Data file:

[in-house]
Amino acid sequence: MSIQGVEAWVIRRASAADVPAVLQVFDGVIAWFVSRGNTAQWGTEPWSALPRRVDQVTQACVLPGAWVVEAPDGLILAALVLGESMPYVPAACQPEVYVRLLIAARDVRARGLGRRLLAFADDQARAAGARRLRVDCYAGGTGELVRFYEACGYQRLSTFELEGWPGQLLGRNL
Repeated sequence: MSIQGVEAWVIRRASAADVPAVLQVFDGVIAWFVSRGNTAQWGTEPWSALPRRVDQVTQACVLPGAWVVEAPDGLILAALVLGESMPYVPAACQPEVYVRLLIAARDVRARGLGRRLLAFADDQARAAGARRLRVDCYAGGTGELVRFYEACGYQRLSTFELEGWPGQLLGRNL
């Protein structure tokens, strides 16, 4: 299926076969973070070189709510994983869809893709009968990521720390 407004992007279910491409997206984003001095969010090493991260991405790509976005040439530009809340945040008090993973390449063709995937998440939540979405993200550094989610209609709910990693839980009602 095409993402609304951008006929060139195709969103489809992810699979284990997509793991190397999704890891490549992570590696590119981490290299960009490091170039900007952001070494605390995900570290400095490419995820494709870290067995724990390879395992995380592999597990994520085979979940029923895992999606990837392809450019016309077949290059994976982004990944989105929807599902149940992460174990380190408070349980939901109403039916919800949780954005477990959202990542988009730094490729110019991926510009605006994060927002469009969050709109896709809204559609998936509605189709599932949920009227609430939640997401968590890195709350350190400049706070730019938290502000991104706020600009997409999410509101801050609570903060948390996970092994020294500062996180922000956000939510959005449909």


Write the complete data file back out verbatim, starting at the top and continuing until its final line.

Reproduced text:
[in-house]
Amino acid sequence: MSIQGVEAWVIRRASAADVPAVLQVFDGVIAWFVSRGNTAQWGTEPWSALPRRVDQVTQACVLPGAWVVEAPDGLILAALVLGESMPYVPAACQPEVYVRLLIAARDVRARGLGRRLLAFADDQARAAGARRLRVDCYAGGTGELVRFYEACGYQRLSTFELEGWPGQLLGRNL
Repeated sequence: MSIQGVEAWVIRRASAADVPAVLQVFDGVIAWFVSRGNTAQWGTEPWSALPRRVDQVTQACVLPGAWVVEAPDGLILAALVLGESMPYVPAACQPEVYVRLLIAARDVRARGLGRRLLAFADDQARAAGARRLRVDCYAGGTGELVRFYEACGYQRLSTFELEGWPGQLLGRNL
């Protein structure tokens, strides 16, 4: 299926076969973070070189709510994983869809893709009968990521720390 407004992007279910491409997206984003001095969010090493991260991405790509976005040439530009809340945040008090993973390449063709995937998440939540979405993200550094989610209609709910990693839980009602 095409993402609304951008006929060139195709969103489809992810699979284990997509793991190397999704890891490549992570590696590119981490290299960009490091170039900007952001070494605390995900570290400095490419995820494709870290067995724990390879395992995380592999597990994520085979979940029923895992999606990837392809450019016309077949290059994976982004990944989105929807599902149940992460174990380190408070349980939901109403039916919800949780954005477990959202990542988009730094490729110019991926510009605006994060927002469009969050709109896709809204559609998936509605189709599932949920009227609430939640997401968590890195709350350190400049706070730019938290502000991104706020600009997409999410509101801050609570903060948390996970092994020294500062996180922000956000939510959005449909």